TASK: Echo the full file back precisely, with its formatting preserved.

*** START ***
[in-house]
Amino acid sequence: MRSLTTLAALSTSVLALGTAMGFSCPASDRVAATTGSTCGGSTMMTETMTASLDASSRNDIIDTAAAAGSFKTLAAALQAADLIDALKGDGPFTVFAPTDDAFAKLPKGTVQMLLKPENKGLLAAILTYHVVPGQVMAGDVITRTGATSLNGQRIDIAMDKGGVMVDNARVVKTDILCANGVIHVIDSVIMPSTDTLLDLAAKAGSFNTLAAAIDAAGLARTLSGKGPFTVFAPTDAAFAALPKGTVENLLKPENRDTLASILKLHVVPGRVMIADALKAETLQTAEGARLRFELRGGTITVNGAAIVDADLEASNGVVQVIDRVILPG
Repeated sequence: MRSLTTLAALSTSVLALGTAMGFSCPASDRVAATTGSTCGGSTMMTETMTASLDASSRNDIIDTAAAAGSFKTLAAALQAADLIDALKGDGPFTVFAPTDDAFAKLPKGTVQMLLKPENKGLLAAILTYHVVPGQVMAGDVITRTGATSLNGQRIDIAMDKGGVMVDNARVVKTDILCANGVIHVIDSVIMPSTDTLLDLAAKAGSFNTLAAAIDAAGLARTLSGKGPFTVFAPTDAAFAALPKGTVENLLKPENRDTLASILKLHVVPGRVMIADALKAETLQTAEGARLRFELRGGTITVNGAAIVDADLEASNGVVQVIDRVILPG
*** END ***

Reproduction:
[in-house]
Amino acid sequence: MRSLTTLAALSTSVLALGTAMGFSCPASDRVAATTGSTCGGSTMMTETMTASLDASSRNDIIDTAAAAGSFKTLAAALQAADLIDALKGDGPFTVFAPTDDAFAKLPKGTVQMLLKPENKGLLAAILTYHVVPGQVMAGDVITRTGATSLNGQRIDIAMDKGGVMVDNARVVKTDILCANGVIHVIDSVIMPSTDTLLDLAAKAGSFNTLAAAIDAAGLARTLSGKGPFTVFAPTDAAFAALPKGTVENLLKPENRDTLASILKLHVVPGRVMIADALKAETLQTAEGARLRFELRGGTITVNGAAIVDADLEASNGVVQVIDRVILPG
Repeated sequence: MRSLTTLAALSTSVLALGTAMGFSCPASDRVAATTGSTCGGSTMMTETMTASLDASSRNDIIDTAAAAGSFKTLAAALQAADLIDALKGDGPFTVFAPTDDAFAKLPKGTVQMLLKPENKGLLAAILTYHVVPGQVMAGDVITRTGATSLNGQRIDIAMDKGGVMVDNARVVKTDILCANGVIHVIDSVIMPSTDTLLDLAAKAGSFNTLAAAIDAAGLARTLSGKGPFTVFAPTDAAFAALPKGTVENLLKPENRDTLASILKLHVVPGRVMIADALKAETLQTAEGARLRFELRGGTITVNGAAIVDADLEASNGVVQVIDRVILPG